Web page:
How to Pass the Social Work Licensing Exam (LMSW)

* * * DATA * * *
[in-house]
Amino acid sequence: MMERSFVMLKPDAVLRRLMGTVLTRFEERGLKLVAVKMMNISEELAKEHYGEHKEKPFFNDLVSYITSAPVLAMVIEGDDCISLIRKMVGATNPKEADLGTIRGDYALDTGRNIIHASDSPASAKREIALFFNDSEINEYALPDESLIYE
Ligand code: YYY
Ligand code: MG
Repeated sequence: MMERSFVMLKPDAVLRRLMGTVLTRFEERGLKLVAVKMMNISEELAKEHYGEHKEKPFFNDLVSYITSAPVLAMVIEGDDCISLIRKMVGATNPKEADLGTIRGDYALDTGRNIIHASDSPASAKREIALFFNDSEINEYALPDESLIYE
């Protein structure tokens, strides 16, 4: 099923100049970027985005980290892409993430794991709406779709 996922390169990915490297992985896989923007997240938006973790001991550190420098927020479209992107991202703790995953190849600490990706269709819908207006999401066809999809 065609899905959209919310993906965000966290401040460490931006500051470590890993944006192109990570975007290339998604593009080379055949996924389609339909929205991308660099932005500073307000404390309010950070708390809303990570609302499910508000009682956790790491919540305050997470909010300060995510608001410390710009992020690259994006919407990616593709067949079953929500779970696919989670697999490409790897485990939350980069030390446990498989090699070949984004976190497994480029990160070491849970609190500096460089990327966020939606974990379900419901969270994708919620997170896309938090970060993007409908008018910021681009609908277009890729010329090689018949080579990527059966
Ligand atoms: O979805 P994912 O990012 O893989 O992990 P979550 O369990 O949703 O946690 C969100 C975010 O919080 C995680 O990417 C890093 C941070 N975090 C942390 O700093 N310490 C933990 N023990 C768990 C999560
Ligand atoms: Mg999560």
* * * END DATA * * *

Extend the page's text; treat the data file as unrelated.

While I was studying for my LMSW exam, I often searched the internet for advice from recent graduates who had just passed their Social Work Licensing exam. I kind of felt alone in my situation although I knew others were studying too! The Master’s level and Clinical Social Work Licensing exams (LMSW/LCSW) are 170 question multiple choice tests, with only 150 questions counting toward the score. Also, the ASWB changed the exam in 2011 to reflect current Social Work practice. I had no idea if this was a good or a bad thing, but I was worried because the pass rate for the 2010 ASWB Master exam is 74.3% plus I also heard about social workers failing many times.Oh no! I have to pass TWO standardized exams to become a Licensed Clinical Social Worker with 3 years of Clinical Supervision after I take the LMSW (3,000 hours)! There was so much material to study and the pile of books I had from my upcoming study course was overwhelming. I had no idea where to begin, so I waited until I started the study course offered by Adelphi University. The instructor suggested that we take a practice exam to determine what areas we need to concentrate on based on a percentage breakdown of the number of questions answered correctly on each topic. I was freaking out! I only got a 51~~I knew I had a lot of work to do!The study course ultimately taught me to analyze each question by deciding if it was a situational or factual question. The next steps are to decide who the client is and what the clinician should do in the given scenario. Nearly all questions on the actual Master’s level Social Work Licensing exam (in New York) were: what happens FIRST, what happens NEXT, or what is the BEST choice to make (by the clinician). They all had factual information built into the question.How to pass the Social Work licensing exam:Don’t over think the questions. They are not meant to trick you, and sometimes the right answer is obvious.Ask yourself at every question – what is in the best interest of the client? No matter how reasonable other answers are, most questions focus on the client, not their family, doctor, or others needs and wishes.Take a lot of practice exams. When I was ready to sit for the exam, I noticed a pattern in the questions and I began to understand what type of answer the “test makers” wanted. It is certainly not always what we would do in social work practice!Don’t rush the process. I studied for a few months which was long enough to understand the information without memorizing every minute detail. For instance, compare the problem solving model (acknowledge problem, define problem, brainstorm solutions, evaluate options, implement intervention strategies, and evaluate outcome) to program development (problem statement, goal/plan, resources, objectives, decide on program operation – evaluation tools, cost, usefulness of program, implementation, and evaluation). In my opinion, the steps are so similar that if I had a question related to either one, I would know what was involved in the process. I placed each similar topic on an index card and kept them paper clipped together. Of course, there are plenty of instances where memorization is necessary.I passed the exam on the first try – and actually did pretty well! After three years of supervision and clinical practice, I took my Clinical Social Work exam. The information provided was helpful for the LCSW exam; however, of course, there were more assessment and diagnosis questions. I am currently a LCSW-R, a Licensed Clinical Social Worker in Private Practice, in Garden City NY. Don’t give up… you can do it!#Psychotherapist #StayStrong #Licensed Clinical Social Worker #Goals #Mental Health #Therapist #MindOverMatter #Anxiety

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